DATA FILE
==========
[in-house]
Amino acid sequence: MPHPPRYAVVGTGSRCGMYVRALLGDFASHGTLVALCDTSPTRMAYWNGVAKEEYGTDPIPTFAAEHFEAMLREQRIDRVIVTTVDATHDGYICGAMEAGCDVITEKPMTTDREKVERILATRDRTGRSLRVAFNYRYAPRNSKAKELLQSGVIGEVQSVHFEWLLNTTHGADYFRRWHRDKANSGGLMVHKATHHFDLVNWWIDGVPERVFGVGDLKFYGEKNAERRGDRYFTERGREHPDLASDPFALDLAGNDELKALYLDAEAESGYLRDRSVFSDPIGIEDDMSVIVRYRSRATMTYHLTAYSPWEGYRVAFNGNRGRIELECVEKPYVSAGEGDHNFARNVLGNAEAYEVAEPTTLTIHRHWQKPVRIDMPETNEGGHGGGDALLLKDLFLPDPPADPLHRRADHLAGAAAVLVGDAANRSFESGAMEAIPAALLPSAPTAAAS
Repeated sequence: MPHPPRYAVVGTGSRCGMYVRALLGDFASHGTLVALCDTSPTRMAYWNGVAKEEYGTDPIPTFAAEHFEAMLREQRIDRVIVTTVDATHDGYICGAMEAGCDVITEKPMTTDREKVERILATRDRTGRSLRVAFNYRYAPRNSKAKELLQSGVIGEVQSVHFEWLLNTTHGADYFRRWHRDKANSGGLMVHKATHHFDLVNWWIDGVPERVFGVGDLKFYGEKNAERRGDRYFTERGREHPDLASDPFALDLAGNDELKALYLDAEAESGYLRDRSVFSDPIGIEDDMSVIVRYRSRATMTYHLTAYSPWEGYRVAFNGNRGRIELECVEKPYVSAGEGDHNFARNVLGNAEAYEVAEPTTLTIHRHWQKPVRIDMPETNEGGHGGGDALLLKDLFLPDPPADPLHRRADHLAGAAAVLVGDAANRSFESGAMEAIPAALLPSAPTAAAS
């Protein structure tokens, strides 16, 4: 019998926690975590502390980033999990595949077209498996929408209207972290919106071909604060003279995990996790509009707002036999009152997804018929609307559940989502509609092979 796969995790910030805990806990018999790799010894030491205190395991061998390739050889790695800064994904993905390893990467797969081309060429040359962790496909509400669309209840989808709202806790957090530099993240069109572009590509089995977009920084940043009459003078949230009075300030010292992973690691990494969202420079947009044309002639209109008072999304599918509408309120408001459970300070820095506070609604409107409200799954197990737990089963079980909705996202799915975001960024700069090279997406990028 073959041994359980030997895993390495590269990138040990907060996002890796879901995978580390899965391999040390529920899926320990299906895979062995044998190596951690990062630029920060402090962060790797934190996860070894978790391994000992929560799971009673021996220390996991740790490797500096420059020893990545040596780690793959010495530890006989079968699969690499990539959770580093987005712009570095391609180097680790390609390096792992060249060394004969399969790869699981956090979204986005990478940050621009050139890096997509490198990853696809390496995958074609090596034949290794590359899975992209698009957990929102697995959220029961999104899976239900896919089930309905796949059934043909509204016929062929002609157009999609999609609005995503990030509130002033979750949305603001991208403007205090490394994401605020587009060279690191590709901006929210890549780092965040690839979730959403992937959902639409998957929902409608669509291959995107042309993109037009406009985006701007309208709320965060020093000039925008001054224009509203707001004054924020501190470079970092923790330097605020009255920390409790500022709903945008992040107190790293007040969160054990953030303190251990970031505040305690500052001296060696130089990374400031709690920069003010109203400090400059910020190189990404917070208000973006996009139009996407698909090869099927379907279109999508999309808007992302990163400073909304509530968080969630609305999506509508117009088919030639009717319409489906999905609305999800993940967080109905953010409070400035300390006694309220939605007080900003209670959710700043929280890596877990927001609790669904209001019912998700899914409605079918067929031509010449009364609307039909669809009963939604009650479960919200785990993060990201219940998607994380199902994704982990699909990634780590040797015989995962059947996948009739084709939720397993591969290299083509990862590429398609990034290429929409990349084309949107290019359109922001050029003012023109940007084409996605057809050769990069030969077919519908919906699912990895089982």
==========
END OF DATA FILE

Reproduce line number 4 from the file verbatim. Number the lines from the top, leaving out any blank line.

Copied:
């Protein structure tokens, strides 16, 4: 019998926690975590502390980033999990595949077209498996929408209207972290919106071909604060003279995990996790509009707002036999009152997804018929609307559940989502509609092979 796969995790910030805990806990018999790799010894030491205190395991061998390739050889790695800064994904993905390893990467797969081309060429040359962790496909509400669309209840989808709202806790957090530099993240069109572009590509089995977009920084940043009459003078949230009075300030010292992973690691990494969202420079947009044309002639209109008072999304599918509408309120408001459970300070820095506070609604409107409200799954197990737990089963079980909705996202799915975001960024700069090279997406990028 073959041994359980030997895993390495590269990138040990907060996002890796879901995978580390899965391999040390529920899926320990299906895979062995044998190596951690990062630029920060402090962060790797934190996860070894978790391994000992929560799971009673021996220390996991740790490797500096420059020893990545040596780690793959010495530890006989079968699969690499990539959770580093987005712009570095391609180097680790390609390096792992060249060394004969399969790869699981956090979204986005990478940050621009050139890096997509490198990853696809390496995958074609090596034949290794590359899975992209698009957990929102697995959220029961999104899976239900896919089930309905796949059934043909509204016929062929002609157009999609999609609005995503990030509130002033979750949305603001991208403007205090490394994401605020587009060279690191590709901006929210890549780092965040690839979730959403992937959902639409998957929902409608669509291959995107042309993109037009406009985006701007309208709320965060020093000039925008001054224009509203707001004054924020501190470079970092923790330097605020009255920390409790500022709903945008992040107190790293007040969160054990953030303190251990970031505040305690500052001296060696130089990374400031709690920069003010109203400090400059910020190189990404917070208000973006996009139009996407698909090869099927379907279109999508999309808007992302990163400073909304509530968080969630609305999506509508117009088919030639009717319409489906999905609305999800993940967080109905953010409070400035300390006694309220939605007080900003209670959710700043929280890596877990927001609790669904209001019912998700899914409605079918067929031509010449009364609307039909669809009963939604009650479960919200785990993060990201219940998607994380199902994704982990699909990634780590040797015989995962059947996948009739084709939720397993591969290299083509990862590429398609990034290429929409990349084309949107290019359109922001050029003012023109940007084409996605057809050769990069030969077919519908919906699912990895089982």